The refuge headquarters/visitor contact station is open Monday – Friday from 8:00 am to 4:00 pm daily and closed for all federal holidays. The refuge headquarters/visitor contact station is open Saturdays and Sundays from 10:00 am to 4:00 pm during the spring and fall migration. Spring migration has started early this year! Spring Migration 2017 open weekends begin Saturday, February 25 and conclude Sunday, March 26, 2017. The visitor contact station will be open on Saturdays only in April, Saturday, May 6 and May 13 for International Migratory Bird Day (IMBD).The refuge is open daily from 30 minutes before sunrise to 30 minutes after sunset including all federal holidays. This includes the Wild Goose Auto Tour loop and refuge hiking trails. There is no charge to visit the refuge.Enjoy your visit!
DIRECTIONSFrom Interstate 29, take Exit 79 just south of Mound City, Missouri then travel south 2 ½ miles on U.S. Highway 159.
Physical Address (see note above)Loess Bluffs National Wildlife Refuge25542 US-159Forest City, MO 64451660-442-3187Mailing AddressLoess Bluffs National Wildlife Refuge P.O. Box 158Mound City, Missouri 64470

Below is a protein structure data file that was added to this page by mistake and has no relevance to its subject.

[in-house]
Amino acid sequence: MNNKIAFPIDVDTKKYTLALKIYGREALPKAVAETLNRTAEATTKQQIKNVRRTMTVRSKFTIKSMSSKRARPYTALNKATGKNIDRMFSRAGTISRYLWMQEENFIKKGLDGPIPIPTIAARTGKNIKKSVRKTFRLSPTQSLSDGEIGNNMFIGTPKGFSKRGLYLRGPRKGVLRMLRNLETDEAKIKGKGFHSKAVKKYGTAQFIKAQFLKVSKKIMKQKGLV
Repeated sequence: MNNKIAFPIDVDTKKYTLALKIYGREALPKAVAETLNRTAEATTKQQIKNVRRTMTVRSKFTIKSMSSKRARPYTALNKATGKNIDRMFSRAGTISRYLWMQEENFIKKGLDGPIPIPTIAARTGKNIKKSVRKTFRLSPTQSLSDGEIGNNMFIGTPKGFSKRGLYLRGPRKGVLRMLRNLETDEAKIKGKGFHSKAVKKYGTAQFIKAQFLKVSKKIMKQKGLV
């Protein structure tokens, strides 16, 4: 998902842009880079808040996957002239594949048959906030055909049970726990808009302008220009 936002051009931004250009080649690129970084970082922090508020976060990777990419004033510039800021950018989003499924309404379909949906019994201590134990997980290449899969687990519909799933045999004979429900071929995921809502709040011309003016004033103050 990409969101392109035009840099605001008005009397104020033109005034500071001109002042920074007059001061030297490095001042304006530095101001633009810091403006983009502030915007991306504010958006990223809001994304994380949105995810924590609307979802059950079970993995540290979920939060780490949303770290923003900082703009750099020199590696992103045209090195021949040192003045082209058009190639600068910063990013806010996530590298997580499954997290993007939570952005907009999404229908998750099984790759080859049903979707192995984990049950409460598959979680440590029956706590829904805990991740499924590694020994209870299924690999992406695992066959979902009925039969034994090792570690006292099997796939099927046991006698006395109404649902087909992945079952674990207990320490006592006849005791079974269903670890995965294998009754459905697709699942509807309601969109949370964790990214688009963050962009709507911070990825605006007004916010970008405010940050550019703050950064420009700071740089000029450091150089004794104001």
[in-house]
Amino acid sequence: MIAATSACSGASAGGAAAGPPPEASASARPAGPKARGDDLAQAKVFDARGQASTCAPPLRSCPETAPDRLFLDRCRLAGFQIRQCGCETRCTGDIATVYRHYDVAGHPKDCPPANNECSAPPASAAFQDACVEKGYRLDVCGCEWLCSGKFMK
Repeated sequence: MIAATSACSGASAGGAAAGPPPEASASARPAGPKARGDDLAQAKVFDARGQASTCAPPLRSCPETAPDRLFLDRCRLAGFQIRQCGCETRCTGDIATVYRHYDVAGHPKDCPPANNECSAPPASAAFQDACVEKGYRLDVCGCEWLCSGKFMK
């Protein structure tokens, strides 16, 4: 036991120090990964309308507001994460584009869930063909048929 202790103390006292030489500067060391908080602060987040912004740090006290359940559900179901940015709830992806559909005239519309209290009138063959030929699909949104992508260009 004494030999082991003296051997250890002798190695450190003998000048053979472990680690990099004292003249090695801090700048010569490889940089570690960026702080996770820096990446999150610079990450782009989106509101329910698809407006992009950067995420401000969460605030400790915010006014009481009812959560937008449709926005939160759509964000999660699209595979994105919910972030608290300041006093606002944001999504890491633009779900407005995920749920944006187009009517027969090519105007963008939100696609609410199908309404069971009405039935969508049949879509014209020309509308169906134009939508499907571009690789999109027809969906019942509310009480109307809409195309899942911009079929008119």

Let our friendly staff at the visitor contact station help you plan your visit! This is a great starting point for visitors to become more familiar with the refuge and the wildlife that live here. Visitors can watch a 13 minute refuge orientation video, see live native snakes on display, browse nature and wildlife exhibits, and obtain maps and brochures. While there, visit the Friends of Loess Bluffs Nature Shop for field guides, t-shirts, and other educational items.
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Bald eagles migrate to the refuge by late fall and early winter. As many as 300 immature and adult bald eagles and an occasional golden eagle may be seen during the migration peak, usually by the first of December. A record 476 bald eagles were counted during a 2001 survey. The first recorded successful bald eagle nest fledged three young eaglets in the summer of 1997. A few bald eagles may spend the winter and summer on the refuge. Migrating eagles leave the refuge in spring and summer returning to lakes and streams in the northern forests.